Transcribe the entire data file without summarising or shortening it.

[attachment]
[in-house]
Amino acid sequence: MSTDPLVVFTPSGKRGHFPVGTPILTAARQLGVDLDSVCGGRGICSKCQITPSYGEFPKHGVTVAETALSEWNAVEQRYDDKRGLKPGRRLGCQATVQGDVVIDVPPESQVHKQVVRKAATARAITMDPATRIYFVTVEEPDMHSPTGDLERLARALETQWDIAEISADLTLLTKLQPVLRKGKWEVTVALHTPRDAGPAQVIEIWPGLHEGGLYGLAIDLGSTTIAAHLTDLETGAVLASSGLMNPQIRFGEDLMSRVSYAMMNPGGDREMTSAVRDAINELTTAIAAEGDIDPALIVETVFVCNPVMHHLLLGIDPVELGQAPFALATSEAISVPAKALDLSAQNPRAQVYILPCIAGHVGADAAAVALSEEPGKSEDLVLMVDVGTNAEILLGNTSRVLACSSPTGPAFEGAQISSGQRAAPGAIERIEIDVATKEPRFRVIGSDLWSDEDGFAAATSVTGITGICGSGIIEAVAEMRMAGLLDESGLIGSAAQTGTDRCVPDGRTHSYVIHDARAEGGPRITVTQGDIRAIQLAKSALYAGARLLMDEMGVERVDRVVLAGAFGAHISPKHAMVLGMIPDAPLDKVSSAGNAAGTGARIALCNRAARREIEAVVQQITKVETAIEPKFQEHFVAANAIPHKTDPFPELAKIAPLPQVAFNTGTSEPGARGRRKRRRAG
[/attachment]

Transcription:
[in-house]
Amino acid sequence: MSTDPLVVFTPSGKRGHFPVGTPILTAARQLGVDLDSVCGGRGICSKCQITPSYGEFPKHGVTVAETALSEWNAVEQRYDDKRGLKPGRRLGCQATVQGDVVIDVPPESQVHKQVVRKAATARAITMDPATRIYFVTVEEPDMHSPTGDLERLARALETQWDIAEISADLTLLTKLQPVLRKGKWEVTVALHTPRDAGPAQVIEIWPGLHEGGLYGLAIDLGSTTIAAHLTDLETGAVLASSGLMNPQIRFGEDLMSRVSYAMMNPGGDREMTSAVRDAINELTTAIAAEGDIDPALIVETVFVCNPVMHHLLLGIDPVELGQAPFALATSEAISVPAKALDLSAQNPRAQVYILPCIAGHVGADAAAVALSEEPGKSEDLVLMVDVGTNAEILLGNTSRVLACSSPTGPAFEGAQISSGQRAAPGAIERIEIDVATKEPRFRVIGSDLWSDEDGFAAATSVTGITGICGSGIIEAVAEMRMAGLLDESGLIGSAAQTGTDRCVPDGRTHSYVIHDARAEGGPRITVTQGDIRAIQLAKSALYAGARLLMDEMGVERVDRVVLAGAFGAHISPKHAMVLGMIPDAPLDKVSSAGNAAGTGARIALCNRAARREIEAVVQQITKVETAIEPKFQEHFVAANAIPHKTDPFPELAKIAPLPQVAFNTGTSEPGARGRRKRRRAG